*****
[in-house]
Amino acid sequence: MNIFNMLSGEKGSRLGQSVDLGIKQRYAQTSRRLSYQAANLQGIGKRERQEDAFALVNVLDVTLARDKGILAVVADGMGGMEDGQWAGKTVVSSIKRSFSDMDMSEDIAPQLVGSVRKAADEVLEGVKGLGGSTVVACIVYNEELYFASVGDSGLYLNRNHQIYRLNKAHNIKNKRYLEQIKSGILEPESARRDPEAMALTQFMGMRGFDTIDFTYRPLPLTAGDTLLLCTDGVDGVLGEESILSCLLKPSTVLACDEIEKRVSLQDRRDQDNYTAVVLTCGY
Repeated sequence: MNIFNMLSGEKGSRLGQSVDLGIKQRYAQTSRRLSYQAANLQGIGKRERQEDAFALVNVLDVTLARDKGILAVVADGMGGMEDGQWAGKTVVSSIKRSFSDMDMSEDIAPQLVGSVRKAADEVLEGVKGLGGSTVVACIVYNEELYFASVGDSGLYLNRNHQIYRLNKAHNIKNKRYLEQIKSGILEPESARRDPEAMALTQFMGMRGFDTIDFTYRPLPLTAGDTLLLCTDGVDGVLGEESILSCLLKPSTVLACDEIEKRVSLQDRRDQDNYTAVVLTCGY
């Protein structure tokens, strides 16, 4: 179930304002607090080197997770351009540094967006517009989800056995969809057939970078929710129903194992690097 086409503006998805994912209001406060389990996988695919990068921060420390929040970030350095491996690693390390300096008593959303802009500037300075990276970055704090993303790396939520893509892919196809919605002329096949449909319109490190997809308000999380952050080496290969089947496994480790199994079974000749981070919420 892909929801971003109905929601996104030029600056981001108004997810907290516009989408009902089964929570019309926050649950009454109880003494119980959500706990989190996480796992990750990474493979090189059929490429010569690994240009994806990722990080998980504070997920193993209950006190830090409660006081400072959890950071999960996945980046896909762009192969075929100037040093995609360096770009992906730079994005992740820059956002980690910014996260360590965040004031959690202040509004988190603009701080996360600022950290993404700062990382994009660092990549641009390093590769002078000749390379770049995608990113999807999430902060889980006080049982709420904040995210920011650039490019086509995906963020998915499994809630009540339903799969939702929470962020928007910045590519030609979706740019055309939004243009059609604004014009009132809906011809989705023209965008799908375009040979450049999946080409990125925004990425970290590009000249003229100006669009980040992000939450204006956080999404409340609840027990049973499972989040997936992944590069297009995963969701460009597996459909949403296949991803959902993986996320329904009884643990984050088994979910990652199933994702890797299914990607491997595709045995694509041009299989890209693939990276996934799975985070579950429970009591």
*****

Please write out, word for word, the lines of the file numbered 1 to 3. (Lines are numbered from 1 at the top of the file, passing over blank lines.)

[in-house]
Amino acid sequence: MNIFNMLSGEKGSRLGQSVDLGIKQRYAQTSRRLSYQAANLQGIGKRERQEDAFALVNVLDVTLARDKGILAVVADGMGGMEDGQWAGKTVVSSIKRSFSDMDMSEDIAPQLVGSVRKAADEVLEGVKGLGGSTVVACIVYNEELYFASVGDSGLYLNRNHQIYRLNKAHNIKNKRYLEQIKSGILEPESARRDPEAMALTQFMGMRGFDTIDFTYRPLPLTAGDTLLLCTDGVDGVLGEESILSCLLKPSTVLACDEIEKRVSLQDRRDQDNYTAVVLTCGY
Repeated sequence: MNIFNMLSGEKGSRLGQSVDLGIKQRYAQTSRRLSYQAANLQGIGKRERQEDAFALVNVLDVTLARDKGILAVVADGMGGMEDGQWAGKTVVSSIKRSFSDMDMSEDIAPQLVGSVRKAADEVLEGVKGLGGSTVVACIVYNEELYFASVGDSGLYLNRNHQIYRLNKAHNIKNKRYLEQIKSGILEPESARRDPEAMALTQFMGMRGFDTIDFTYRPLPLTAGDTLLLCTDGVDGVLGEESILSCLLKPSTVLACDEIEKRVSLQDRRDQDNYTAVVLTCGY